Joe: Both the location and the stock of buildings could be contributing to demand for older industrial product. North Kansas City (NKC) has great access to every major interstate in the metro. It could be viewed as a “sleeper" transportation hub.

Though most of the NKC industrial buildings are primarily functional, the product is commonly older warehouses and manufacturing spaces built from the 1940s to the 1970s. I've read there are new modern buildings which have been developed on some of the last remaining infill lots and on the redeveloped sites of demolished, functionally inefficient spaces.

While most of the recent transactions in NKC are local businesses, I could see NKC being prime for strategic “localized" distribution for online retailers. In many markets, urban infill industrial product is finding new life as distribution companies look to identify strategies for delivering their products to the end-user quicker. This shift towards a “leaner" distribution model has created new life for smaller warehouses closer to the center of the population base. Perhaps we could see some of that happen in NKC in 2018.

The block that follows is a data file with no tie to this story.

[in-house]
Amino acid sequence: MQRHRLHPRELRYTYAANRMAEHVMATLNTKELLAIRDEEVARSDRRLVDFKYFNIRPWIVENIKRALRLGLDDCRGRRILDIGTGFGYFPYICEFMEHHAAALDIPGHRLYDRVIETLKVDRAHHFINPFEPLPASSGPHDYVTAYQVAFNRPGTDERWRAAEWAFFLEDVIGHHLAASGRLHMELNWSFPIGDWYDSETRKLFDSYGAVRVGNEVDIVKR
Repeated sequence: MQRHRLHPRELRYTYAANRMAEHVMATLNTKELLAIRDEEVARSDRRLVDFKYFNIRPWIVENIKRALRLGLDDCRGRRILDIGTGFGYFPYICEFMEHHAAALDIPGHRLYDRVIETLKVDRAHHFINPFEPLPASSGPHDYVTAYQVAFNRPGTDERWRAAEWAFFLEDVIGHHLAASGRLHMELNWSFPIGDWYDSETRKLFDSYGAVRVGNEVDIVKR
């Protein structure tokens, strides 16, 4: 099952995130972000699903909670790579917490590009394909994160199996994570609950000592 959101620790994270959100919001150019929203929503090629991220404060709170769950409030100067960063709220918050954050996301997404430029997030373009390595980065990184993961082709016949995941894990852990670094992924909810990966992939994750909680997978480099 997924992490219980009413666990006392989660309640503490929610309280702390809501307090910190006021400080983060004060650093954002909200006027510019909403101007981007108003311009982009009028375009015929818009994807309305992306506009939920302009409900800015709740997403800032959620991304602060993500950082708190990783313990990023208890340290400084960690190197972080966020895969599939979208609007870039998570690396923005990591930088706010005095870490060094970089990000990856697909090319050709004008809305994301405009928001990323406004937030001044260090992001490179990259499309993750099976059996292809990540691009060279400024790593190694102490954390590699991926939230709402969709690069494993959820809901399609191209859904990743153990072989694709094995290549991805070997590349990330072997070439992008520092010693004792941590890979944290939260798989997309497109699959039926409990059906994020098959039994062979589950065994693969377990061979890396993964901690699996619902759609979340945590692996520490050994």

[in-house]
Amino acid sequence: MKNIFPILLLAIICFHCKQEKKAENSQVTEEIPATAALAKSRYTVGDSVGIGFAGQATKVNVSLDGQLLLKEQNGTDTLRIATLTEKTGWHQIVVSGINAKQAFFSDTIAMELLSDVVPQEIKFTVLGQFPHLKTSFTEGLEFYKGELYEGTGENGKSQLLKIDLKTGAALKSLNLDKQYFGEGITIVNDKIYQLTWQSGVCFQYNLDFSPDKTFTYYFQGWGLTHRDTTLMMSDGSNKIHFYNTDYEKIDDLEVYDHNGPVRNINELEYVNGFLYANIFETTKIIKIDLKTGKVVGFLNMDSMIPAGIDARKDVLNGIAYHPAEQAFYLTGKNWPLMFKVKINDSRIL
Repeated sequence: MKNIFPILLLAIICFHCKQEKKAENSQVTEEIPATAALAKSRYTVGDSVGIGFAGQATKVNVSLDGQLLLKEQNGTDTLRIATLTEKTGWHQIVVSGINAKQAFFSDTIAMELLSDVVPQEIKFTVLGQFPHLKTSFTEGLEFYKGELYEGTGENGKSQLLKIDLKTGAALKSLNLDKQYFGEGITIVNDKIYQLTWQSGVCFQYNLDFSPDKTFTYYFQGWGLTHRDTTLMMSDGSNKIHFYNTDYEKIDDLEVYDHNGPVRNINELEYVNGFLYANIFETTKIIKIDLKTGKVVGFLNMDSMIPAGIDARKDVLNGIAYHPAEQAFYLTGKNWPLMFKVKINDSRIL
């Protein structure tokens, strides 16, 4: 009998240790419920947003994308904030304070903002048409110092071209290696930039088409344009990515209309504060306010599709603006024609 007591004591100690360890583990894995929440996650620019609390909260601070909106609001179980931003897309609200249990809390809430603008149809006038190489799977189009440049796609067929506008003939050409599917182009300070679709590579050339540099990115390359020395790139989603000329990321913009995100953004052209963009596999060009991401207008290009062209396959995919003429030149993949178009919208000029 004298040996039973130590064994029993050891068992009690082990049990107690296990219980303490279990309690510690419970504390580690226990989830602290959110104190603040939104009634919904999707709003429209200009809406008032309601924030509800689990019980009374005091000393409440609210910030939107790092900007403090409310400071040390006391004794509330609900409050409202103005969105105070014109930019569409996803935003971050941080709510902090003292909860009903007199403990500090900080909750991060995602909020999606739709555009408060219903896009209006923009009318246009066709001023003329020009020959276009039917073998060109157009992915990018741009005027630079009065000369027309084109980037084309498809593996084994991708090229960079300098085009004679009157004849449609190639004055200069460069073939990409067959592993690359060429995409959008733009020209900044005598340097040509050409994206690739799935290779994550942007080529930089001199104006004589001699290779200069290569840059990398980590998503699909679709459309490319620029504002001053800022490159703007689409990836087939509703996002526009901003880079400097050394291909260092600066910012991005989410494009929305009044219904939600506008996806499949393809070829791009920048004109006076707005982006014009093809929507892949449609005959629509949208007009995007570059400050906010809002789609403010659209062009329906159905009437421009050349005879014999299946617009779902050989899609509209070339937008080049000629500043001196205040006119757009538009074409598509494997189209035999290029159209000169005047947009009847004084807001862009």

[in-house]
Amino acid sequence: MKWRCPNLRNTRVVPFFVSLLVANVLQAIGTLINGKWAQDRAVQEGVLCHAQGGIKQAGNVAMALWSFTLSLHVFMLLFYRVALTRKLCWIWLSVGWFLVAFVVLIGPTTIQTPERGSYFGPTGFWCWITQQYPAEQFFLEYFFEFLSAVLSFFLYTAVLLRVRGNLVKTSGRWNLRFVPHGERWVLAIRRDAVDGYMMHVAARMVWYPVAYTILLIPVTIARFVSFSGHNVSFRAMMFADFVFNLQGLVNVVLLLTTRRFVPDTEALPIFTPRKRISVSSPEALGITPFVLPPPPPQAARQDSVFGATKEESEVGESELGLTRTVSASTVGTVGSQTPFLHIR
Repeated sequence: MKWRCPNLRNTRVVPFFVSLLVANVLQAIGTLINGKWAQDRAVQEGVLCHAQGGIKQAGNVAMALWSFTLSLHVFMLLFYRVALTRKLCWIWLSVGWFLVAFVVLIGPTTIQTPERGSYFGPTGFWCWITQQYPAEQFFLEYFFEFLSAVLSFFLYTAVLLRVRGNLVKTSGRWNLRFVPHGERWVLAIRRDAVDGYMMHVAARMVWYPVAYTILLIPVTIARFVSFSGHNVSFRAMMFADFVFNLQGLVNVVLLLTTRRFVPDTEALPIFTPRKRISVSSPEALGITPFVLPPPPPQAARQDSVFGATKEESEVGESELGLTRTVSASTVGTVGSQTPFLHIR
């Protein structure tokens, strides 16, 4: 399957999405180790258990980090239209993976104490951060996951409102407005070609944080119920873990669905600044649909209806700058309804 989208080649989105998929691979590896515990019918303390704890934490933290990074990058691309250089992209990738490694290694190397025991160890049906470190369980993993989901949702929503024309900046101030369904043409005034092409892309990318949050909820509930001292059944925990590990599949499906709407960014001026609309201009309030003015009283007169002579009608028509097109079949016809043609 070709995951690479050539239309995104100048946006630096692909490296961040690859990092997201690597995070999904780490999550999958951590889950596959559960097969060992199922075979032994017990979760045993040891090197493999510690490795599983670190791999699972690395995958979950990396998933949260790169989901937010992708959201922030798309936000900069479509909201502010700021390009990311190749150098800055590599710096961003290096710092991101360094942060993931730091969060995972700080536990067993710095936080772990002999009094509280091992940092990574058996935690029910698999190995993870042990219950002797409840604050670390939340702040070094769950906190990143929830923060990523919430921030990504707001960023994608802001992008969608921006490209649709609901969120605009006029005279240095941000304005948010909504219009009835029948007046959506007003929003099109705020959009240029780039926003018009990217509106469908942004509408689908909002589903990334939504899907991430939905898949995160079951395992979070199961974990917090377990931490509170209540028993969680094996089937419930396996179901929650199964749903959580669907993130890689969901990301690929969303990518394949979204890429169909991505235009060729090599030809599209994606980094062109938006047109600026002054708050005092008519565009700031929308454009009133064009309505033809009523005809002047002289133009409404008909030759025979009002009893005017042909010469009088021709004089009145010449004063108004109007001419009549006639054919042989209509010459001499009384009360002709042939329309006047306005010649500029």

Q: Is there a shortage of available sites and entitled land for industrial development?

Joe: Naturally there is a tight supply of infill industrial property. However, Wyandotte County, south Johnson County, eastern Jackson County and Platt County all have plenty of dirt prime for industrial development.

Q: How have construction costs (shell and TI) increased as a % or $/SF during the past cycle? Is this a function of raw materials and labor costs or the design of the product?